In a time of market uncertainty and volatility, it is natural for many investors to start looking for safer investments. While these safer investments might not provide the same possible return as riskier assets, there is a certain peace of mind that comes with guaranteed investments.
One option that Canadians have when it comes to a safe place to park money is the Guaranteed Investment Certificate (GIC). GICs are often issued through trust companies or banks, and they offer a set return for your money over a period of time. If you are looking to preserve a little capital, or provide a bit of a safety net for your RRSP or TFSA, GICs can help.
What Can You Expect from GICs?
GICs come in different shapes and sizes. It’s possible to get a GIC for a term as short as 30 days, as well as for as long as 10 years. GICs can be registered, as well as non-registered, and can be used in a number of different financial planning strategies. While there are a number of different options when it comes to the amount that you put in the GIC, many require a minimum deposit of $500.
Your rate of return on a GIC varies depending on how long the term is, as well as how much you are putting in the GIC. Interest rates are based on the benchmark set by the Bank of Canada. Generally, the interest rate that you receive when you open the GIC is higher than what you would receive when opening a savings account. This can help you earn a higher yield on your cash, while still protecting the capital. (Your principal is protected, with the risk being a bank or trust company default.)
Understand that you are expected to keep your money in the GIC for the length of the term. You can roll over the GIC into a new Certificate at the end of the term, or cash it out and pay taxes on the interest earnings. If you decide to withdraw money from a GIC prior to the maturity, you might be subject to a fee, and you will lose any interest you might have earned. You might not even receive interest earned up to that point. Make sure that you understand the terms of the GIC before putting your money in one, and make sure that you won’t need the money during the term.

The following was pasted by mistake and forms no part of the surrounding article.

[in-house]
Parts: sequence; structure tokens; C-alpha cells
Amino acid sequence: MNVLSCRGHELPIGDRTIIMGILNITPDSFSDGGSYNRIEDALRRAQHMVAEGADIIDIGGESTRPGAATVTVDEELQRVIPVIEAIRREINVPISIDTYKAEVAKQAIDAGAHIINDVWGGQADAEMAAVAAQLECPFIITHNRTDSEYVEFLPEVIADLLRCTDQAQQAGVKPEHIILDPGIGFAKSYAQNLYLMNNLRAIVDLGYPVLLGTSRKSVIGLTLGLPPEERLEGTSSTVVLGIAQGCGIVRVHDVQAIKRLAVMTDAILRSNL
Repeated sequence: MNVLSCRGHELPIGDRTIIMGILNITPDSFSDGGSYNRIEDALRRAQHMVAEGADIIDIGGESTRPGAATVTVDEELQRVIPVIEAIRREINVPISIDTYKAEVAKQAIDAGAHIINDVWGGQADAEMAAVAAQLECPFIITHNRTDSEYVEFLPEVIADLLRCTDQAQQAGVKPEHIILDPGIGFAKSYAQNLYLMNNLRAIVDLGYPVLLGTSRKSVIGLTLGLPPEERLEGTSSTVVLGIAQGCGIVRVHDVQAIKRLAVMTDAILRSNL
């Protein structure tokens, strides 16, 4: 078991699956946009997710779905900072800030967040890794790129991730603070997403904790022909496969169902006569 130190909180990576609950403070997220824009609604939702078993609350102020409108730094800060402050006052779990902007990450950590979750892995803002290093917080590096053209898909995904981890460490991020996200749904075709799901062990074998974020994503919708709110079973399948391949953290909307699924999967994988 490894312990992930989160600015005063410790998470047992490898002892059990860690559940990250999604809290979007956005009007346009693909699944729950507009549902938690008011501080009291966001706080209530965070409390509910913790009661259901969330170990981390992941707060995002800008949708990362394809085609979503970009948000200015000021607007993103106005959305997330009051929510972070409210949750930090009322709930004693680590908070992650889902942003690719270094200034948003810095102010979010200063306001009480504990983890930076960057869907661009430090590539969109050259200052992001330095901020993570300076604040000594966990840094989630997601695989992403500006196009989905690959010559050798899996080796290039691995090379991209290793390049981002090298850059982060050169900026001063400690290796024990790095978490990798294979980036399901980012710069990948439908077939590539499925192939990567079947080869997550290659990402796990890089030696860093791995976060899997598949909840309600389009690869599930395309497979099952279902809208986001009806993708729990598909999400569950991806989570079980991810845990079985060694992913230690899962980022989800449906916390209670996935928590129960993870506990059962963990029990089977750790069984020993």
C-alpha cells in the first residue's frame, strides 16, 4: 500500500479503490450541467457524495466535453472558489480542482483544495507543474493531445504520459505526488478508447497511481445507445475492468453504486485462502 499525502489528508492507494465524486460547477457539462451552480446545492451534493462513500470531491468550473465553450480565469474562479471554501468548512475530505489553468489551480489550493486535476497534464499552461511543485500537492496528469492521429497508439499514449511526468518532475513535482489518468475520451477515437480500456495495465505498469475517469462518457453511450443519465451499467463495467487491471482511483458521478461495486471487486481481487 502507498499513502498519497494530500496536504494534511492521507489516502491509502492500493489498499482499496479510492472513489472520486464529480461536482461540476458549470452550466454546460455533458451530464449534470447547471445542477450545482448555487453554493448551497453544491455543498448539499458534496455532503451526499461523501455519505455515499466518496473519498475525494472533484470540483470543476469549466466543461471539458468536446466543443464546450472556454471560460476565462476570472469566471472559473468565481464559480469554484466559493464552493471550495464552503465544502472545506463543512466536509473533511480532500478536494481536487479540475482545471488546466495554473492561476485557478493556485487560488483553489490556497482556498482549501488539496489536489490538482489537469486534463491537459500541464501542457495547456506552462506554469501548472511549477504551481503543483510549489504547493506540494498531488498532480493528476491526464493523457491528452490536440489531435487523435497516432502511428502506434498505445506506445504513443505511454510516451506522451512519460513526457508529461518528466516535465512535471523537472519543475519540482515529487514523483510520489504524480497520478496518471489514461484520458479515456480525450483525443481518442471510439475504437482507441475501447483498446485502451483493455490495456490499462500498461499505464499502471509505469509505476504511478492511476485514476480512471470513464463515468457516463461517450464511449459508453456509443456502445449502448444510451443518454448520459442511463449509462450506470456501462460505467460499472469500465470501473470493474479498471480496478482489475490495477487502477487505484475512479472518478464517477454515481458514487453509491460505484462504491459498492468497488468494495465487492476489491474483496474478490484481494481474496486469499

Market Growth GICs
The biggest drawback to GICs is the fact that the returns might be too low to keep pace with inflation — much less beat it. Even though your principal is probably safe, your spending power may not be. One way to modify that state of affairs is to use market growth GICs.
Market growth GICs are sometimes called market stock-indexed GICs. Instead of being related to the cash rate, these are indexed to the rate of growth of a specific stock index. If the index has a market increase, you receive a better return. Of course, if the market does poorly, you don’t receive any interest earnings. The good news, though, is that you never drop below 0%. So you don’t lose money (except through inflation).
As part of a well considered strategy, GICs — regular and market growth — can help you preserve your capital, and even grow some of your wealth.